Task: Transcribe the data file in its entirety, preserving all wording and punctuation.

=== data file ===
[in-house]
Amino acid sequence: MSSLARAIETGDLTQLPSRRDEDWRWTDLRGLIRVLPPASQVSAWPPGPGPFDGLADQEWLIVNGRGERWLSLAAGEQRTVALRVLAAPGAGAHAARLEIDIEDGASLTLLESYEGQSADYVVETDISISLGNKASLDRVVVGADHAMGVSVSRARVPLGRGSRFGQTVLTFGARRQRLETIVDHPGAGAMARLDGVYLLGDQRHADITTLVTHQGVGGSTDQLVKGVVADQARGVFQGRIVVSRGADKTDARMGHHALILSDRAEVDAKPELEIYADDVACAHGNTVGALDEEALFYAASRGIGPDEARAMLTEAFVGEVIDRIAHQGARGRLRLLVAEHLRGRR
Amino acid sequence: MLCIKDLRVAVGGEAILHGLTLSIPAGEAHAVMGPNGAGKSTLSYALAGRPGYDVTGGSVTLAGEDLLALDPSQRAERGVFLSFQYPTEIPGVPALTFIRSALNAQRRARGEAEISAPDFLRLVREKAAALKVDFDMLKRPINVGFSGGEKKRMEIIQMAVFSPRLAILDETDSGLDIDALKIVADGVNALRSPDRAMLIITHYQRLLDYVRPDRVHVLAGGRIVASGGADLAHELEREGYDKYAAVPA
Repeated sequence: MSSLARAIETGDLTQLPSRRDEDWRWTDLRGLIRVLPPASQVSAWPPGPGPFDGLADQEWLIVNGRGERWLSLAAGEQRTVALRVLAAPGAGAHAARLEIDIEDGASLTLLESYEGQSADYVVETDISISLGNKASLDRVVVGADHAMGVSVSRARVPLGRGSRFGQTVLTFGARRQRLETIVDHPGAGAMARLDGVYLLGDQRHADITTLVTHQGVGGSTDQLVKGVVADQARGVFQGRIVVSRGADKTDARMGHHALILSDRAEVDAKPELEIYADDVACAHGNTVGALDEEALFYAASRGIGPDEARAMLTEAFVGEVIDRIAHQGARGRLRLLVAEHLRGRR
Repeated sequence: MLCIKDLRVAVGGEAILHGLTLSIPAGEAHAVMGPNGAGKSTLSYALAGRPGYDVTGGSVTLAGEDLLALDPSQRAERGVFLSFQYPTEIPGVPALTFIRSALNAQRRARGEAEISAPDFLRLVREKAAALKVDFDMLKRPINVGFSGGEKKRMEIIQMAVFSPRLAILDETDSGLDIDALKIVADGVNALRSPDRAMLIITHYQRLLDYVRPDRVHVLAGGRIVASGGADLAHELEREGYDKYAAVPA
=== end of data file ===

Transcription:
[in-house]
Amino acid sequence: MSSLARAIETGDLTQLPSRRDEDWRWTDLRGLIRVLPPASQVSAWPPGPGPFDGLADQEWLIVNGRGERWLSLAAGEQRTVALRVLAAPGAGAHAARLEIDIEDGASLTLLESYEGQSADYVVETDISISLGNKASLDRVVVGADHAMGVSVSRARVPLGRGSRFGQTVLTFGARRQRLETIVDHPGAGAMARLDGVYLLGDQRHADITTLVTHQGVGGSTDQLVKGVVADQARGVFQGRIVVSRGADKTDARMGHHALILSDRAEVDAKPELEIYADDVACAHGNTVGALDEEALFYAASRGIGPDEARAMLTEAFVGEVIDRIAHQGARGRLRLLVAEHLRGRR
Amino acid sequence: MLCIKDLRVAVGGEAILHGLTLSIPAGEAHAVMGPNGAGKSTLSYALAGRPGYDVTGGSVTLAGEDLLALDPSQRAERGVFLSFQYPTEIPGVPALTFIRSALNAQRRARGEAEISAPDFLRLVREKAAALKVDFDMLKRPINVGFSGGEKKRMEIIQMAVFSPRLAILDETDSGLDIDALKIVADGVNALRSPDRAMLIITHYQRLLDYVRPDRVHVLAGGRIVASGGADLAHELEREGYDKYAAVPA
Repeated sequence: MSSLARAIETGDLTQLPSRRDEDWRWTDLRGLIRVLPPASQVSAWPPGPGPFDGLADQEWLIVNGRGERWLSLAAGEQRTVALRVLAAPGAGAHAARLEIDIEDGASLTLLESYEGQSADYVVETDISISLGNKASLDRVVVGADHAMGVSVSRARVPLGRGSRFGQTVLTFGARRQRLETIVDHPGAGAMARLDGVYLLGDQRHADITTLVTHQGVGGSTDQLVKGVVADQARGVFQGRIVVSRGADKTDARMGHHALILSDRAEVDAKPELEIYADDVACAHGNTVGALDEEALFYAASRGIGPDEARAMLTEAFVGEVIDRIAHQGARGRLRLLVAEHLRGRR
Repeated sequence: MLCIKDLRVAVGGEAILHGLTLSIPAGEAHAVMGPNGAGKSTLSYALAGRPGYDVTGGSVTLAGEDLLALDPSQRAERGVFLSFQYPTEIPGVPALTFIRSALNAQRRARGEAEISAPDFLRLVREKAAALKVDFDMLKRPINVGFSGGEKKRMEIIQMAVFSPRLAILDETDSGLDIDALKIVADGVNALRSPDRAMLIITHYQRLLDYVRPDRVHVLAGGRIVASGGADLAHELEREGYDKYAAVPA